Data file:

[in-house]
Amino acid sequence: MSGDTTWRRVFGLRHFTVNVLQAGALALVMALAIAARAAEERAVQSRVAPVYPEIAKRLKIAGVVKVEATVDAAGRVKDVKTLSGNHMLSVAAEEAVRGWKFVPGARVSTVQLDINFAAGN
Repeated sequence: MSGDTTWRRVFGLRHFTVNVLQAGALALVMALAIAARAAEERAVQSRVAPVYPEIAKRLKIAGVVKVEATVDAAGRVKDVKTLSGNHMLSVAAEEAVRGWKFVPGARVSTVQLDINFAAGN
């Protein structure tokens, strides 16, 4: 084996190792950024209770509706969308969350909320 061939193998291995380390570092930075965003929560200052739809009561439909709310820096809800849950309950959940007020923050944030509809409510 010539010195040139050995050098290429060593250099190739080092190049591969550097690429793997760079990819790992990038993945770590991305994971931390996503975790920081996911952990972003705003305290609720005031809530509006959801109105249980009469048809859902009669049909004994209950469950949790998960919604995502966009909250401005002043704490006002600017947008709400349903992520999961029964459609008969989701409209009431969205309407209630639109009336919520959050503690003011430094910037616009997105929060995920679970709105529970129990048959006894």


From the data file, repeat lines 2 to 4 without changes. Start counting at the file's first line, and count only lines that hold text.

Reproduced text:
Amino acid sequence: MSGDTTWRRVFGLRHFTVNVLQAGALALVMALAIAARAAEERAVQSRVAPVYPEIAKRLKIAGVVKVEATVDAAGRVKDVKTLSGNHMLSVAAEEAVRGWKFVPGARVSTVQLDINFAAGN
Repeated sequence: MSGDTTWRRVFGLRHFTVNVLQAGALALVMALAIAARAAEERAVQSRVAPVYPEIAKRLKIAGVVKVEATVDAAGRVKDVKTLSGNHMLSVAAEEAVRGWKFVPGARVSTVQLDINFAAGN
């Protein structure tokens, strides 16, 4: 084996190792950024209770509706969308969350909320 061939193998291995380390570092930075965003929560200052739809009561439909709310820096809800849950309950959940007020923050944030509809409510 010539010195040139050995050098290429060593250099190739080092190049591969550097690429793997760079990819790992990038993945770590991305994971931390996503975790920081996911952990972003705003305290609720005031809530509006959801109105249980009469048809859902009669049909004994209950469950949790998960919604995502966009909250401005002043704490006002600017947008709400349903992520999961029964459609008969989701409209009431969205309407209630639109009336919520959050503690003011430094910037616009997105929060995920679970709105529970129990048959006894």